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Topic: RMP40: Ahmes' attested method
Replies: 1   Last Post: Mar 15, 2009 8:53 AM

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Milo Gardner

Posts: 1,105
Registered: 12/3/04
RMP40: Ahmes' attested method
Posted: Mar 14, 2009 3:09 PM
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Ahmes' attestable solution to RMP 40 requires the creation of a proportional 5-term arithmetic proportional, with a difference of 5 1/2, series that summed five members to 60.

Was such a 5-term, S = 100 series, with an unknown d, easy to find?

Luca Miatello published in HM a method that may correct the traditional 'false position' aspect of 100 years of reporting scholar method to read RMP problems discussed trial and error (false position) and algorithms.

This math forum post offers a direct method that show how and why Ahmes selected the d = 5 1/2, S = 60, 5-term series, without using trial and error.

Ahmes has been shown to have used a well defined method contained in the Kahun Papyrus (KP), published years earlier, as applied in RMP 64. This is the method that Ahmes used to calculate the needed 5-term series, with d = 5 1/2 and S = 60.

Discussion:
The KP and RMP 64 method finds the largest term (xn) in an arithmetic progression, by citing the number of terms (n), the share difference (d) and the sum (S), written as:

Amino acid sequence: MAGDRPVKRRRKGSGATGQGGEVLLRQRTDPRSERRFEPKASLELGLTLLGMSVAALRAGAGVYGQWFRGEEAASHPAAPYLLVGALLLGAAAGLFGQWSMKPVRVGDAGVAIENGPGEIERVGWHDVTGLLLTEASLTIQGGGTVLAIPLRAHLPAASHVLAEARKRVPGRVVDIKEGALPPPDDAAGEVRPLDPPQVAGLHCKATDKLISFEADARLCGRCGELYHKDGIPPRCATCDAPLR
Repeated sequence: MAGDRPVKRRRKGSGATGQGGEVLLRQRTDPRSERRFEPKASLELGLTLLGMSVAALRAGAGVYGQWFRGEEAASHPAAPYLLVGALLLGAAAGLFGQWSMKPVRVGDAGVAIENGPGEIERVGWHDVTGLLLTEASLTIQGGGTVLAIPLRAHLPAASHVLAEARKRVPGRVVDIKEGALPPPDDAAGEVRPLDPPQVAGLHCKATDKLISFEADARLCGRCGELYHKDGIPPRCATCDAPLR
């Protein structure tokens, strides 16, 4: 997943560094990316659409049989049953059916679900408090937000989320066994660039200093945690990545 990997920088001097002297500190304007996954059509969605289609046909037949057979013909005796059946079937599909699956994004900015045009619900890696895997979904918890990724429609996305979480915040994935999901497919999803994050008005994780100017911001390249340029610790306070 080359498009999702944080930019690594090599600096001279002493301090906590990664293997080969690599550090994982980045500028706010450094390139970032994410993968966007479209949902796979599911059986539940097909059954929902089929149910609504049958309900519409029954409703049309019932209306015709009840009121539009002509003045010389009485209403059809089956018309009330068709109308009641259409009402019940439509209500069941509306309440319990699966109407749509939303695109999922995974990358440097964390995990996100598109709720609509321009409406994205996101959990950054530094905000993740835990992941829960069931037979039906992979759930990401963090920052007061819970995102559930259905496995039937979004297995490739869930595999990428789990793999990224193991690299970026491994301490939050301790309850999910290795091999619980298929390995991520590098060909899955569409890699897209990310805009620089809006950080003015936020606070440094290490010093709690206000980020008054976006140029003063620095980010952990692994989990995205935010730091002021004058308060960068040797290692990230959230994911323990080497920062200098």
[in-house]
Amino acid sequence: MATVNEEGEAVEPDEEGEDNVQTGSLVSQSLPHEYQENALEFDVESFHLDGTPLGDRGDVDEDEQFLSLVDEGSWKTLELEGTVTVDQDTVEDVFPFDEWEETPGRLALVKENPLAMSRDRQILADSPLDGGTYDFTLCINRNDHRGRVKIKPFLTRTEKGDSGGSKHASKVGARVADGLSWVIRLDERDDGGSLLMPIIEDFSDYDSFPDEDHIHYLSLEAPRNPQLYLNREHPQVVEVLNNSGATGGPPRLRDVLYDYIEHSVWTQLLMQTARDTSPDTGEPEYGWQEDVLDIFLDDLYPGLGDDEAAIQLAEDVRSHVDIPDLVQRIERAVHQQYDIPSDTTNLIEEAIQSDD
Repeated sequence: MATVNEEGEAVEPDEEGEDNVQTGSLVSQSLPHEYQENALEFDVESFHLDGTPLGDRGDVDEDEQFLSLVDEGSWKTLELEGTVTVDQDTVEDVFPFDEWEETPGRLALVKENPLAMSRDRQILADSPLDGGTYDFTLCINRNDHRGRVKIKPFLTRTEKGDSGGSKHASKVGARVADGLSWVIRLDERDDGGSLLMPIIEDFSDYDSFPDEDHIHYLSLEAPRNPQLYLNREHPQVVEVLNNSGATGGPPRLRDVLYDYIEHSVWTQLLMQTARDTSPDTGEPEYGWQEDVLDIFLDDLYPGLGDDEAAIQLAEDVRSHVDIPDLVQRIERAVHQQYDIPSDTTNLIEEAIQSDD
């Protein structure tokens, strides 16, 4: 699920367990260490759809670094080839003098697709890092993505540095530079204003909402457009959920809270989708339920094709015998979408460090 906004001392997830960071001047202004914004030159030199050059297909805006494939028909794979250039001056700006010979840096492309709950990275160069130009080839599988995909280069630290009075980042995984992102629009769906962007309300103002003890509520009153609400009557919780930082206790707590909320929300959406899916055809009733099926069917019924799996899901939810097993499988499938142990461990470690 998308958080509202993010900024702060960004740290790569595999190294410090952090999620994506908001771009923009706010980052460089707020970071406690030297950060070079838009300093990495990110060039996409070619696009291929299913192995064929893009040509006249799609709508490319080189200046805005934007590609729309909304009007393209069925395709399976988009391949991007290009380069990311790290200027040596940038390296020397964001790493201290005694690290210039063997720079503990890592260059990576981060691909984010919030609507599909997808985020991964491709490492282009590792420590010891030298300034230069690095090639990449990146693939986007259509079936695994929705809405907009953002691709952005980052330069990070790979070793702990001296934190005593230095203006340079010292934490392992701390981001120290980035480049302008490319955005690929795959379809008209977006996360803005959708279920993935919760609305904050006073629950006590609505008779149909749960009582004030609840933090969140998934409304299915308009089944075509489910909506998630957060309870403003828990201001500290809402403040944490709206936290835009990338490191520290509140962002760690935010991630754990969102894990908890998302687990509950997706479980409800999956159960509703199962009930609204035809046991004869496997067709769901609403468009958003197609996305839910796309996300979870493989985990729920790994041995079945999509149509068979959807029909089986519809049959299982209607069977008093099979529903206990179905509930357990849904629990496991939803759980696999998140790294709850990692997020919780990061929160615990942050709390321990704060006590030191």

(d/2)(n-1) + S/n = xn (formula 1.0)

Three of the four equation parameters are needed to solve for the 4th unknown parameter. Formula 1.0 was a flexible method. For example, knowing x1, d and n, S can be found (and so forth).

Formula 1.0 and its Kahun P. and RMP 64 useages, was confirmed by John Legon, and others, several years ago.

Returning to the question: could have Ahmes applied formula 1.0 to create a series in RMP 40 based on d = 5 1/2, n= 5, and S = 60?

Plugging in the parameters,

xn = x5 = (5 1/2)x (5 - 1) + 60/5 = 11 + 12 = 23

Ahmes did write out

x5 = 23
x4 = 15 1/2
x3 = 12
x2 = 6 1/2
x1 = 1

At this point, it may be clear to the reader that Ahmes also knew that x3 = S/5 = 12.

Secondarily, the third fact needed to apply formula 1.0 was written in terms of the sum of the first two terms (x1 + x2) was 1/7th the sum of the last three terms (x3 + x4 + x5).

But was this required fact built in as 5 1/2 = d was selected? The answer is yes.

Proof: by plugging in another value for d, say 5, and S = 60 5-term series reports impossible data:

x5 = 5*(5 - 1)/2 + 60/5 = 12 1/2 + 12 = 24 1/2.
x4 = 19 1/2
x3 = 14 1/2
x2 = 9 1/2
x1 = 4 1/2

since,

x1 + x2 = 4 1/2 + 9 1/2 = 14
x3 + x4 + x5 = 14 1/2 + 19 1/2 + 24 1/2 = 54 1/2

14 x 7 = 98, was too large, and did not contain a fraction. Therefore, Ahmes knew to select a fraction when selecting d.

Try 5 1/3

x5 = (5 1/3)* (5 - 1) + 60/5 = 21 1/3
x4 = 16
x3 = 10 2/3
x2 = 5 1/3
x1 = 0

which was also rejected, this time for two reasons:

1. x1 could not be zero
2. x3 had to equal 12

Again, another impossible answer.

That is, 5 1/2 is the only value for d that creates a 5-term series that summed to 60 by using formula 1.0.


Thirdly, why did Ahmes choose S = 60? This issue should be discussed.

Ahmes chose S = 60 because he knew:

x2 + x3 + x3 = 60

an

x1 + x5 = 40
x2 + x4 = 40
x3 = 20

in any 5-term series, with S = 100.

Finally, the third clue stated in the problem, that the first 2-terms were 1/7th the last two-terms, is mute. It was not needed to find the 5-term S = 60, d = 5 1/2 series. It is only needed to confirm an interesting fact related to both proportional 5-term series.

Q.E.D.



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